Back-up and rear cameras on vehicles are a safety feature that could potentially save lives. NBC 7's Dave Summers reports.
A family in Ramona is dealing with the saddest of tragedies after a 5-year-old girl was killed while playing behind her mother’s minivan. But one vehicle safety feature could help prevent accidents like this, according to automotive experts.
Back-up or rear vehicle cameras could prevent help curb such accidents, but the Federal government has not yet made them mandatory for motorists.
These days, sensors and cameras are so sophisticated that images and motion can be detected in the rear of a vehicle and on the sides – and even what a motorist may not see right in front of them.
Customers may not ask for such safety options by name, but when they see them they are usually very impressed, according to Mossy Nissan General Manager Sean Hogan.
“We usually get a big ‘Wow, now I understand,’” Hogan said.
Mossy Nissan says all of its models come with a back-up camera and sonar sensor options, while standards are still being worked out by the government.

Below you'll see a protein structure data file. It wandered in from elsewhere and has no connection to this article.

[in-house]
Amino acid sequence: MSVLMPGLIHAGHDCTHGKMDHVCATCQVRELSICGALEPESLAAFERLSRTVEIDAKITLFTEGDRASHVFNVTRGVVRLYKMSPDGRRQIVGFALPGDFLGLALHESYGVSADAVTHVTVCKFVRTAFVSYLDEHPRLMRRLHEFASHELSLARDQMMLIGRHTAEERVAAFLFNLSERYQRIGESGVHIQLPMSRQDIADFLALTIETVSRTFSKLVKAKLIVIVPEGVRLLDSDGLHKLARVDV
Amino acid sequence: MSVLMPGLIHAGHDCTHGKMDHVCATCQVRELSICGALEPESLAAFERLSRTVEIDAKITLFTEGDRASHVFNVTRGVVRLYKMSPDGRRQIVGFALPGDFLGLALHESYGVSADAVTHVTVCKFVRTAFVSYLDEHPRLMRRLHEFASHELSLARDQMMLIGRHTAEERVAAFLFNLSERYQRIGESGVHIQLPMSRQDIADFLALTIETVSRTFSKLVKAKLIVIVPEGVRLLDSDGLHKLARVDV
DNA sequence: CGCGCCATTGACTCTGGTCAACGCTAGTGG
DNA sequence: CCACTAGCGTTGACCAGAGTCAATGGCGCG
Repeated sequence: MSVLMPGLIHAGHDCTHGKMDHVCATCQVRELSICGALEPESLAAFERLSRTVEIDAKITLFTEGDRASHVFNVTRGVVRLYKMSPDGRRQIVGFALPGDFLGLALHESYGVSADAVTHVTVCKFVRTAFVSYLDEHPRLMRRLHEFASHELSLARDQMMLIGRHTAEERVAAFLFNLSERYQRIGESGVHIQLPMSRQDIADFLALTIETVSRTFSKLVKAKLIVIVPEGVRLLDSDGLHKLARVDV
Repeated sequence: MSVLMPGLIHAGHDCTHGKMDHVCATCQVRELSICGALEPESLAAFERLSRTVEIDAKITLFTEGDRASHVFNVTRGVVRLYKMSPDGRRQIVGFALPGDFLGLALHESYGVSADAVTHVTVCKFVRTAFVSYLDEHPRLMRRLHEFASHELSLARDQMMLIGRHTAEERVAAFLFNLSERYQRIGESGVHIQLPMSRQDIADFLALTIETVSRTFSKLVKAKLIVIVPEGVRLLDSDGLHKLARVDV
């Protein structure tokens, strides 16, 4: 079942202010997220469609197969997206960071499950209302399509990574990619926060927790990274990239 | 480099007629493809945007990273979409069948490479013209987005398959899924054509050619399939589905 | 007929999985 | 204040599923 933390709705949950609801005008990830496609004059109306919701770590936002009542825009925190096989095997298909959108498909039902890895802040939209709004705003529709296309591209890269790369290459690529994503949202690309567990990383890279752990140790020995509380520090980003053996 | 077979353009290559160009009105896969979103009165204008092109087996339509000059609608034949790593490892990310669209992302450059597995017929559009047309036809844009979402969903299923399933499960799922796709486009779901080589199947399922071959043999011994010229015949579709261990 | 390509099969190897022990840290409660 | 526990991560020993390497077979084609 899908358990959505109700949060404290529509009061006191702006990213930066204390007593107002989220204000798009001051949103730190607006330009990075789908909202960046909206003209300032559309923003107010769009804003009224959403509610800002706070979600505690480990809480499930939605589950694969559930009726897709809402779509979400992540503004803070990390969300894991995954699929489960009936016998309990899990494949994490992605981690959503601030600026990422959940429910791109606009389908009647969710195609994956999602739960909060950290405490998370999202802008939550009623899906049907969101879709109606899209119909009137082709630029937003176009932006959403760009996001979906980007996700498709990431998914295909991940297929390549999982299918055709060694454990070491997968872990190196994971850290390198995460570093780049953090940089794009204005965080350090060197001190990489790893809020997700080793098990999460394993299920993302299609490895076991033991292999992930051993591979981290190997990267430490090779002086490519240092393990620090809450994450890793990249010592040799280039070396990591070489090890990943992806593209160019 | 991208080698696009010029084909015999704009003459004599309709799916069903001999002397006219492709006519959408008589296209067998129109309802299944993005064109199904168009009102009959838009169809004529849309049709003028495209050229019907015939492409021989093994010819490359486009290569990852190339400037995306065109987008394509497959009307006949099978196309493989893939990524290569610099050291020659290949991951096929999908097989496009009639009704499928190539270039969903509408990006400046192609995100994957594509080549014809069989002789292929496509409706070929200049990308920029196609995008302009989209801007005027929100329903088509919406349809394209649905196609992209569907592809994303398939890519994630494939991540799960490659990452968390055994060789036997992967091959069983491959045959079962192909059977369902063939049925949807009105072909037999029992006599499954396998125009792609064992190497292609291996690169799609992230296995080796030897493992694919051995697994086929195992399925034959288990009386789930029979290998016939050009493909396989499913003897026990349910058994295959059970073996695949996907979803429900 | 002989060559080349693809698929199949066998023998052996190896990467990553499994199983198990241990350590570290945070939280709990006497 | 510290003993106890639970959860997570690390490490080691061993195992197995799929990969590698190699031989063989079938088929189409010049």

“As a father of five, I really do rely on those backup sensors and a camera in my SUV,” said Hogan.
On Thursday night, 5-year-old Bella Noble jumped from the bumper of her mother’s minivan just as her mother has put the vehicle into reverse. Her mother had no idea Bella was there, playing behind the vehicle.
Bella was crushed by the car and died.
“She was beautiful. She was the most beautiful girl,” Bella’s father, Bill Noble, told NBC 7. “She was just the sweetest spirit in the whole world.”
On Friday, Hogan demonstrated how such an accident could be prevented using rear and back-up cameras and sensors.
Rearview cameras and sensors are available for older model vehicles at auto accessory retailers. They cost between $200 and $400.
“There are some inexpensive options that just go on your license plate frame. It depends on what kind of vehicle and wiring they have to do,” explained Hogan.
Car camera mandates were first suggested five years ago but because it would cost automakers $2.5 billion, legislators continue to push back the deadline.
The Federal government's new target date for the feature is sometime in 2015.